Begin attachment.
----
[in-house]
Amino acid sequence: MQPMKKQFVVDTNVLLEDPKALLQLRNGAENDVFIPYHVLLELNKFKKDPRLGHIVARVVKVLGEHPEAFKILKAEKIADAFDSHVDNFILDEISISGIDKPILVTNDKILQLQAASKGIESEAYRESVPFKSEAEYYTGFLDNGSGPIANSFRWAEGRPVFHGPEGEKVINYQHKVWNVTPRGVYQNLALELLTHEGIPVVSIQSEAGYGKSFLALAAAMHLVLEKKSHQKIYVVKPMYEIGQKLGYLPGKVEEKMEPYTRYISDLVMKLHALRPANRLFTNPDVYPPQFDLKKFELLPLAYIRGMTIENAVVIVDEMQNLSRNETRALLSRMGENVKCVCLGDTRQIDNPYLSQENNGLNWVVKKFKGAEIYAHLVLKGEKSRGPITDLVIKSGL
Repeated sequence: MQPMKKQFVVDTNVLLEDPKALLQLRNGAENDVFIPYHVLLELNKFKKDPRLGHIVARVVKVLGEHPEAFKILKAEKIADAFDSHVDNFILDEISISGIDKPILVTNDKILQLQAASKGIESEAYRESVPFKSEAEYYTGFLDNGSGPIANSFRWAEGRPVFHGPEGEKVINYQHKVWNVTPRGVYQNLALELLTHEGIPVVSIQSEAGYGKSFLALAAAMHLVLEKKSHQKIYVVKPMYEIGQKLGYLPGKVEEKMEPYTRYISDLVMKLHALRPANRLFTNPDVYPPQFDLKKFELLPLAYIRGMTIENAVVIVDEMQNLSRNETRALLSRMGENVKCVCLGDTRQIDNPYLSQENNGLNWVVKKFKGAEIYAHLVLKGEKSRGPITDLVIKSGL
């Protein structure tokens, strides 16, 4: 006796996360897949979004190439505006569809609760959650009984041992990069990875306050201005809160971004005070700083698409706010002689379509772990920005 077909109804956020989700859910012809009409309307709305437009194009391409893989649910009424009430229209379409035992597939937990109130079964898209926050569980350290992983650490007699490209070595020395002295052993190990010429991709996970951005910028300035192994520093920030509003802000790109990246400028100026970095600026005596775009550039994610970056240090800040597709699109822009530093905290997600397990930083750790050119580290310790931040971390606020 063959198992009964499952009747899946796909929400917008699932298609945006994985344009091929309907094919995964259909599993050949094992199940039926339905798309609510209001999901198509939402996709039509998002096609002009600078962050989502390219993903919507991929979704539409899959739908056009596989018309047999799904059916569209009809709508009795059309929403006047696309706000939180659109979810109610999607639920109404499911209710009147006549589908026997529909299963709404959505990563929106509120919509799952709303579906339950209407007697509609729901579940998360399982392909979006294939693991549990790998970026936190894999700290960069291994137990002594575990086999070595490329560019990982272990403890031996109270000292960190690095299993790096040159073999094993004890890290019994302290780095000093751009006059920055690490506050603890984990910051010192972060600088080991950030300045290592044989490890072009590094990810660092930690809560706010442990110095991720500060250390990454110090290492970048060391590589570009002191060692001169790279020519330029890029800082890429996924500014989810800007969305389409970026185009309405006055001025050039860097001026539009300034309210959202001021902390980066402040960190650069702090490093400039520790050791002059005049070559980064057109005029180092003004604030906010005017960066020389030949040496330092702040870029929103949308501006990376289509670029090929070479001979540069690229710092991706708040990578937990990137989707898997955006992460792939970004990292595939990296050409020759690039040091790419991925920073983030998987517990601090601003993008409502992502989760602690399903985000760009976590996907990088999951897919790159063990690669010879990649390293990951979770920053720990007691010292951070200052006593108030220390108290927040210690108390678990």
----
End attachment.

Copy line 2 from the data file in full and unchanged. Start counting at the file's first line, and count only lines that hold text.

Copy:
Amino acid sequence: MQPMKKQFVVDTNVLLEDPKALLQLRNGAENDVFIPYHVLLELNKFKKDPRLGHIVARVVKVLGEHPEAFKILKAEKIADAFDSHVDNFILDEISISGIDKPILVTNDKILQLQAASKGIESEAYRESVPFKSEAEYYTGFLDNGSGPIANSFRWAEGRPVFHGPEGEKVINYQHKVWNVTPRGVYQNLALELLTHEGIPVVSIQSEAGYGKSFLALAAAMHLVLEKKSHQKIYVVKPMYEIGQKLGYLPGKVEEKMEPYTRYISDLVMKLHALRPANRLFTNPDVYPPQFDLKKFELLPLAYIRGMTIENAVVIVDEMQNLSRNETRALLSRMGENVKCVCLGDTRQIDNPYLSQENNGLNWVVKKFKGAEIYAHLVLKGEKSRGPITDLVIKSGL